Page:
June 11, 2011

Loading up on hostas.

What we got...

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... at the Hosta Hut...

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... at the Flower Factory in Stoughton.

64 comments:

Trooper York said...

Hostas la vista baby.

America's Politico said...

Prof. I do not understand. How does one request a leave of absence for texting? Who did Weiner contact? Did he sign a form of leave? What would one do at UW? Also, why are people like Sullivan obsessed with Palin email? Is this needle in a haystack? Why are they not focusing on text of Weiner? Is this double-standard?

Thoughts on these questions?

BT said...

Millionth!!!!!

Hagar said...

You eat that stuff?

chickenlittle said...

Hostas were called day lilies when I was a kid, which was a perfectly good name.

Fred4Pres said...

I like hostas. Unfortunately so do the chickens. If they get out they bee line for them and it is like the salad bar. The deer repellent (made out of rotten eggs and garlic supposedly) is like a tasty condiment for the chickens.

I did see a doe in the yard with a day old fawn. My daughter got all excited and then cut up apples to feed mom. I endulged her but the deer do havoc to the garden. It is like the Yearling.

Fred4Pres said...

You did not just get hostas. You have some ferns. What are those other plants towards the front of the picture?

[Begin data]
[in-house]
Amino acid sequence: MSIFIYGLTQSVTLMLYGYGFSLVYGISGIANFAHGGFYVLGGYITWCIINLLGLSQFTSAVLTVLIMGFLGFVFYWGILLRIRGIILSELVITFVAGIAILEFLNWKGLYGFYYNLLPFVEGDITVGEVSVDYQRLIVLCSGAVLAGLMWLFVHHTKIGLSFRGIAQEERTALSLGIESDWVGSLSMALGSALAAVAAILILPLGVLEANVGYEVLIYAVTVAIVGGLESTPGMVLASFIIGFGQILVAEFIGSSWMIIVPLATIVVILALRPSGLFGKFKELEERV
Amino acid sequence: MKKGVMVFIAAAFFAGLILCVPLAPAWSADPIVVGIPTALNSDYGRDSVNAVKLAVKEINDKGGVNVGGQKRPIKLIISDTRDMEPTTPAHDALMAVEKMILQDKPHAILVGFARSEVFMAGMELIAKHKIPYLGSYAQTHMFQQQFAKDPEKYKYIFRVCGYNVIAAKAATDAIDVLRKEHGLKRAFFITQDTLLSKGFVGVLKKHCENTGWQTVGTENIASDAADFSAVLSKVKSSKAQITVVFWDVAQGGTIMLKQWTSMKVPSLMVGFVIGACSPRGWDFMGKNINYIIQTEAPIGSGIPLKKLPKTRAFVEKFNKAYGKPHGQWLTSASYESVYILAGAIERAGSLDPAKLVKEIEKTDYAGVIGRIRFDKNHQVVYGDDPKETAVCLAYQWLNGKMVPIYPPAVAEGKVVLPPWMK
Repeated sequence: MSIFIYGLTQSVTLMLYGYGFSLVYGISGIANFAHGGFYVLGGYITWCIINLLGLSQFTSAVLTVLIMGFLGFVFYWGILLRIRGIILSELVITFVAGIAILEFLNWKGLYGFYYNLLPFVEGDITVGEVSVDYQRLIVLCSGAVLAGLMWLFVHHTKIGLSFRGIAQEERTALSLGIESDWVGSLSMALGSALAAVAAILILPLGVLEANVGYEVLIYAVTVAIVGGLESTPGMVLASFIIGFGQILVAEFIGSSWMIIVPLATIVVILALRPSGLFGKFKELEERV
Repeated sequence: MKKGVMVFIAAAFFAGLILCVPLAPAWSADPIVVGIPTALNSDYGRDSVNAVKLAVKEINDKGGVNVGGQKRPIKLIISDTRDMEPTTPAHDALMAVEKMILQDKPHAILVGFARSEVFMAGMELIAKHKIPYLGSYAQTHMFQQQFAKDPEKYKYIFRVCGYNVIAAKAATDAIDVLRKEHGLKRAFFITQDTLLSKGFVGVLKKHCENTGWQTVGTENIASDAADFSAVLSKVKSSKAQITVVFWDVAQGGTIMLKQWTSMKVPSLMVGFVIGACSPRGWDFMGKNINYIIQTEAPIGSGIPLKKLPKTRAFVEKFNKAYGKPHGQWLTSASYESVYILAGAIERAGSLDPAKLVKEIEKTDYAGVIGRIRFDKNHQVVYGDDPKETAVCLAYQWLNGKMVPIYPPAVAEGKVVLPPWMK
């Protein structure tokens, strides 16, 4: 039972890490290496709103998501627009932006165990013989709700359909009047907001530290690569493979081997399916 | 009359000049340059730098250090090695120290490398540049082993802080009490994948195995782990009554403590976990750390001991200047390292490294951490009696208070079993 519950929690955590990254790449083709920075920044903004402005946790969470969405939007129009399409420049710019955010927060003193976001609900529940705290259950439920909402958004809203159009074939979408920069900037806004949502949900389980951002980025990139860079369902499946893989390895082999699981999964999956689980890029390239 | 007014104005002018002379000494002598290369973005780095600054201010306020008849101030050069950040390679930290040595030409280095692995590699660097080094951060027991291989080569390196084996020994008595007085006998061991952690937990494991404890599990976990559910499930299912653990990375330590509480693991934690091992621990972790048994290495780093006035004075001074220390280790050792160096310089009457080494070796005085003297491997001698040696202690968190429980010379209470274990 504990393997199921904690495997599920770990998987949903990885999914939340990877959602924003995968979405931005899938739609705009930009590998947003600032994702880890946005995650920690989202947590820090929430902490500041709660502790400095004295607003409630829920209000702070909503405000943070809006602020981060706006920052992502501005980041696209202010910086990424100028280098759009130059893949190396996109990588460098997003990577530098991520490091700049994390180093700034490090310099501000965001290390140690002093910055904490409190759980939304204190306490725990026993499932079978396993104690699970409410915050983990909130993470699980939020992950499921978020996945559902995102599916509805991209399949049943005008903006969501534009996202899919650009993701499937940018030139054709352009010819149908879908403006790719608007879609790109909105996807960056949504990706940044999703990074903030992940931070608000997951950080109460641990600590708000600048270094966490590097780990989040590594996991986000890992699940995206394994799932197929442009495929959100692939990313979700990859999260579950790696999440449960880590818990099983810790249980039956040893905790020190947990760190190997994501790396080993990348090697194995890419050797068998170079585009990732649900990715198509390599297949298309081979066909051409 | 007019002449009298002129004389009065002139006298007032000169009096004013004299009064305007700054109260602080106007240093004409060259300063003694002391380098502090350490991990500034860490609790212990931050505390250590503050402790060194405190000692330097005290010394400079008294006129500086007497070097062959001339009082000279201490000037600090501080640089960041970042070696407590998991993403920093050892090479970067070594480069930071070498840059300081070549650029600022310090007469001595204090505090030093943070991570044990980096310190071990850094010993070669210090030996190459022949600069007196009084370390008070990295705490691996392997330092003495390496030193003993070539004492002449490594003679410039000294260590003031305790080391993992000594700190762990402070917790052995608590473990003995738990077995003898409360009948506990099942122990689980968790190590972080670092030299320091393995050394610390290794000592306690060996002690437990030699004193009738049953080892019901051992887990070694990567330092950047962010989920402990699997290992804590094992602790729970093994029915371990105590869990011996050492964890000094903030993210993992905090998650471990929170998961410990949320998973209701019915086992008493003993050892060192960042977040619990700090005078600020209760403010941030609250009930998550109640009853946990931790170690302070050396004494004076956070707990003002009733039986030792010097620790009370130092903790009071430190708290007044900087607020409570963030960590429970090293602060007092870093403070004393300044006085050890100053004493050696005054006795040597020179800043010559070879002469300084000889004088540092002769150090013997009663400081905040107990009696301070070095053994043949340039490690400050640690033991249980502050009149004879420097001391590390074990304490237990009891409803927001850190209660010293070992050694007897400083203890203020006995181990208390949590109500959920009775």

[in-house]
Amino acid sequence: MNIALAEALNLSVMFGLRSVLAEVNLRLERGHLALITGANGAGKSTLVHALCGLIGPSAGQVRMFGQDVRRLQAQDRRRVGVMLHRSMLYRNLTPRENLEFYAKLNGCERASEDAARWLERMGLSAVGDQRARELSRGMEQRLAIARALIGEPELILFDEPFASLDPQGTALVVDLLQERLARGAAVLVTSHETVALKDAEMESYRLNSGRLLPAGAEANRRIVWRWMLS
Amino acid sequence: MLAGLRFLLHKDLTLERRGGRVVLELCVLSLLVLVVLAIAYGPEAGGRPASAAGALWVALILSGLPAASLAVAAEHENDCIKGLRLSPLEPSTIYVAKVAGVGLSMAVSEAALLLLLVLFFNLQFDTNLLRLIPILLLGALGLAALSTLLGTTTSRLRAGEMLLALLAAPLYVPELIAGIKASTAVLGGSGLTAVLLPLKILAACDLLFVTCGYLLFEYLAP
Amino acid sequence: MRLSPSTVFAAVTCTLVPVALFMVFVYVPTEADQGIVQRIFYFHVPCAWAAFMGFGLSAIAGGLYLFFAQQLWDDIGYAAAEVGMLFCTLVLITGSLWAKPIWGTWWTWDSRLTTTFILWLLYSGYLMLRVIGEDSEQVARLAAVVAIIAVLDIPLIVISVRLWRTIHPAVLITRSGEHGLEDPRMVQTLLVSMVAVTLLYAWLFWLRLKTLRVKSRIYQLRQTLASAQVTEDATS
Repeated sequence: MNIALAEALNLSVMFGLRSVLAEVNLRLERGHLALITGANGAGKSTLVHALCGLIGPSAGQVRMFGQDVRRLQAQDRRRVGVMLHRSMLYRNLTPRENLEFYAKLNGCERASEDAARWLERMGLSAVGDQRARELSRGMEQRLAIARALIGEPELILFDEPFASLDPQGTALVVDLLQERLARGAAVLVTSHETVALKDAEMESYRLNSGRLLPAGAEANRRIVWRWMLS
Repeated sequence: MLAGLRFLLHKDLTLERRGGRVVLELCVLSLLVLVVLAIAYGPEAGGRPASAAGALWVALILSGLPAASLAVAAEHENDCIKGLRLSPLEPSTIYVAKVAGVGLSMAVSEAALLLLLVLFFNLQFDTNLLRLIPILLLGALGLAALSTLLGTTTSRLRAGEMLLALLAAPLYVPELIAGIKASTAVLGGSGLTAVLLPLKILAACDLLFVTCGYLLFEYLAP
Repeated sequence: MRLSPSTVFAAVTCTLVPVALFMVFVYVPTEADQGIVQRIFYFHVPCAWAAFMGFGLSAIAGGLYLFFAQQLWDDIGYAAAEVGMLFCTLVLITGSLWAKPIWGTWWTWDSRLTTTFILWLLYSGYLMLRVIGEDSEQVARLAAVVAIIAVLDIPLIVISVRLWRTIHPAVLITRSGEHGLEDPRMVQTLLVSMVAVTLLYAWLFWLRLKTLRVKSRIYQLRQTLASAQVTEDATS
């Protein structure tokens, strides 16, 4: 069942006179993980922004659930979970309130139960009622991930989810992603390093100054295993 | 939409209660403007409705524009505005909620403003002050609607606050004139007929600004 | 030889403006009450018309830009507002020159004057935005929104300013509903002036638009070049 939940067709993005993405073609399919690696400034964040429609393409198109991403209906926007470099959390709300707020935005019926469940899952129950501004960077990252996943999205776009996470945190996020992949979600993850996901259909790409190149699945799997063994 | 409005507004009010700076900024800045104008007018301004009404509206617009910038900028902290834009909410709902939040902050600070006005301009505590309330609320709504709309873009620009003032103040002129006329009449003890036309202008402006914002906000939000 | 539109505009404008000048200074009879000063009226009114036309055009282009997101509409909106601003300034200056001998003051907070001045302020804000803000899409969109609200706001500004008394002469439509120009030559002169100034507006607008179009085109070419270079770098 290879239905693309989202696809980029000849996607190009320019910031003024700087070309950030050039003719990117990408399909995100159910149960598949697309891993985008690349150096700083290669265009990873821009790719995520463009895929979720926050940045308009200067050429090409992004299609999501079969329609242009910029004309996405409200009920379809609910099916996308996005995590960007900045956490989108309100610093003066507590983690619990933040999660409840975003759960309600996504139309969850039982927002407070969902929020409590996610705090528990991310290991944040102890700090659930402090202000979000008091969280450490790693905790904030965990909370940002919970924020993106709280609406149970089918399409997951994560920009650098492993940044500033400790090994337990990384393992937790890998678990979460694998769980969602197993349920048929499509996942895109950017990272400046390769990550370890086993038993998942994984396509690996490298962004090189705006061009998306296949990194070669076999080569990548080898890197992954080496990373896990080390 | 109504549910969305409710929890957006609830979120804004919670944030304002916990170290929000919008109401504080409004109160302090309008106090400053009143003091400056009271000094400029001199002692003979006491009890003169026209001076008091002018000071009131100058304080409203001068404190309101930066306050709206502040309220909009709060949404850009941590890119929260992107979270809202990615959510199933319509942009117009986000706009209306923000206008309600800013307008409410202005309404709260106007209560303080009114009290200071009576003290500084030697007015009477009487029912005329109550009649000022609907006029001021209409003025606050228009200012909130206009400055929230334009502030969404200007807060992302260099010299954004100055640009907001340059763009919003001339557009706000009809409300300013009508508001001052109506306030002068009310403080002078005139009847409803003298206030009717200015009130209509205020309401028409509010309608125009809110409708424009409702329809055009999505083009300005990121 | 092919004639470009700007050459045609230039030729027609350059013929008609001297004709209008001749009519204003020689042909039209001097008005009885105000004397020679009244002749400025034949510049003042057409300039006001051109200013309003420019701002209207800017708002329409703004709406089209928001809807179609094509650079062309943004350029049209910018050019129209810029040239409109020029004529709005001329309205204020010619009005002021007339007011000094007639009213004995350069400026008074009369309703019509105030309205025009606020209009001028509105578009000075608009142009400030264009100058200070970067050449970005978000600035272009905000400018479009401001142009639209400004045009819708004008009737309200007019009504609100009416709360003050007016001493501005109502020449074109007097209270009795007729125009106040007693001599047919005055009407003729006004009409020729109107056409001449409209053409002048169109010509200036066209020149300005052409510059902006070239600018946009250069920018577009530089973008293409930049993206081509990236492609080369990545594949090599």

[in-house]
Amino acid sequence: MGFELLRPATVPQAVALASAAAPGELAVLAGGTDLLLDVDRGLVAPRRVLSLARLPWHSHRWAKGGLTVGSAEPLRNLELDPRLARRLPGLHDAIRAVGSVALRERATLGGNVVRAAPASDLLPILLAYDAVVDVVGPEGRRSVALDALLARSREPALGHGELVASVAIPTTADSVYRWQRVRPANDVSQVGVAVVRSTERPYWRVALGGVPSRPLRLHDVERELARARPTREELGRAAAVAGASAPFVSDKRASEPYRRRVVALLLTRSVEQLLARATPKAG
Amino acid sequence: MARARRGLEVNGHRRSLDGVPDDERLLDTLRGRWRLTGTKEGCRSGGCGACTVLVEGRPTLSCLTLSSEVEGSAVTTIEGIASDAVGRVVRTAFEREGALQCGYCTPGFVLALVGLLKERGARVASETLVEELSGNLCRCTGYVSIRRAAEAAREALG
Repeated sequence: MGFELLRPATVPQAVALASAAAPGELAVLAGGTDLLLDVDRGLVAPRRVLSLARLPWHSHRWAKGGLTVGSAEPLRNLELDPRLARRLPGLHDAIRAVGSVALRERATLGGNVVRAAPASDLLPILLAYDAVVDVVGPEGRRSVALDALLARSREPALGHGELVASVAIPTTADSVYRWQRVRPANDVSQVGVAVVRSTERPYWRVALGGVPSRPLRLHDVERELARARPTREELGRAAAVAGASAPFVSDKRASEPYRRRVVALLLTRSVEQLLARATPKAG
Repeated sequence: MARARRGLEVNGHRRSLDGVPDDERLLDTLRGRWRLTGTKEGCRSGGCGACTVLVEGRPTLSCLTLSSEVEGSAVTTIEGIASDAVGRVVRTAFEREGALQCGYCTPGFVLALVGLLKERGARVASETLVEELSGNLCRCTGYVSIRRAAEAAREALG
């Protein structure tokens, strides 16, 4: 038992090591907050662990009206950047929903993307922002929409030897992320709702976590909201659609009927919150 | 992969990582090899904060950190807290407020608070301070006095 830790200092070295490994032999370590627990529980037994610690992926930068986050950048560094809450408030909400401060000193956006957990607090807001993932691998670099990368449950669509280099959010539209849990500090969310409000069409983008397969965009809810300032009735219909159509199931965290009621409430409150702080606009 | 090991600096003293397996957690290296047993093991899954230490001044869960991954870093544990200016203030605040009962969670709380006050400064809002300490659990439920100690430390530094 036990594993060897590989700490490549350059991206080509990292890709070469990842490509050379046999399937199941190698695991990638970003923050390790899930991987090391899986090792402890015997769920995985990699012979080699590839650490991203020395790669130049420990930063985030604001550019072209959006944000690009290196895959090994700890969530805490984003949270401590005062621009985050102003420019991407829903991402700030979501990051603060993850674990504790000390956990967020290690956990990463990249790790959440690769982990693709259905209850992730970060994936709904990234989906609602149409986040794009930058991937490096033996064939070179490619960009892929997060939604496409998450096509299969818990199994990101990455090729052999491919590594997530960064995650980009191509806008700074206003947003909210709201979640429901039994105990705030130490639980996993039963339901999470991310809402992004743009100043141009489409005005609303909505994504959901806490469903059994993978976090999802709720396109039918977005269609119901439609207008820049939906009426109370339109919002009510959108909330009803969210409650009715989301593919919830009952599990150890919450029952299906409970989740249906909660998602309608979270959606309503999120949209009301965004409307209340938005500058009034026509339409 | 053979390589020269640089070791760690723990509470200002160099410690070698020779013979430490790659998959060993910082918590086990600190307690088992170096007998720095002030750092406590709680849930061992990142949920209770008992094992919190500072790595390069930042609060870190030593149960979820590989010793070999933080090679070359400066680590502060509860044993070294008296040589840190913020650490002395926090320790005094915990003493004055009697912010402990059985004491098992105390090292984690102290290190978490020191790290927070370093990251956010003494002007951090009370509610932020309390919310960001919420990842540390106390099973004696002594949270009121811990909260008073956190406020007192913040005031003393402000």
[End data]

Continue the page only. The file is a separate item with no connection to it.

Fred4Pres said...

chickenlittle, day lillies are really lillies that open and close in a day. Hence the name. They are the common lillies you see in the summer. Hostas are in the lilly family too, but they are not day lillies.

rhhardin said...

I'd like some Dame's Violet in the backyard weed display but none seem to have migrated there.

Birds are not doing their job.

Ann Althouse said...

"Hostas were called day lilies when I was a kid, which was a perfectly good name."

I remember them being called "plantain lilies."

@Fred Yes, we also got sedum and ferns.

Lem said...

I like the way the Sox loaded up on the Jays today..

Did I ever tell you about that ;)

Ann Althouse said...

The sedum is for the window boxes. The ferns and hostas are for the backyard.

Ricardo said...

"Hostas were called day lilies when I was a kid, which was a perfectly good name."

Wikipedia tells me that the term "day lily" is officially "obsolete". Who gets to decide this stuff? Who gets to say that something is obsolete? It's like that light bulb thing, perfectly alright one day, and gone the next day. Do we have to take this lying down? Or do we have a say in what is obsolete and what is not?

Lem said...

We have tomatoes and eggplants in our backyard.. oh, and some onions I think.. I'm not sure what else because I didn't plant anything.. I've only been asked to water them.

ricpic said...

Hostas are the perfect solution to a shady problem spot.

rhhardin said...

I remember them being called "plantain lilies."

I have a huge amount of English plantain in the lawn.

Rabbits seek it out.

Their spring flower stem though comes up fast and makes the entire lawn look like it needs cutting all of the sudden.

They're easily scythed down but don't present enough resistance to make the scything the usual pleasure.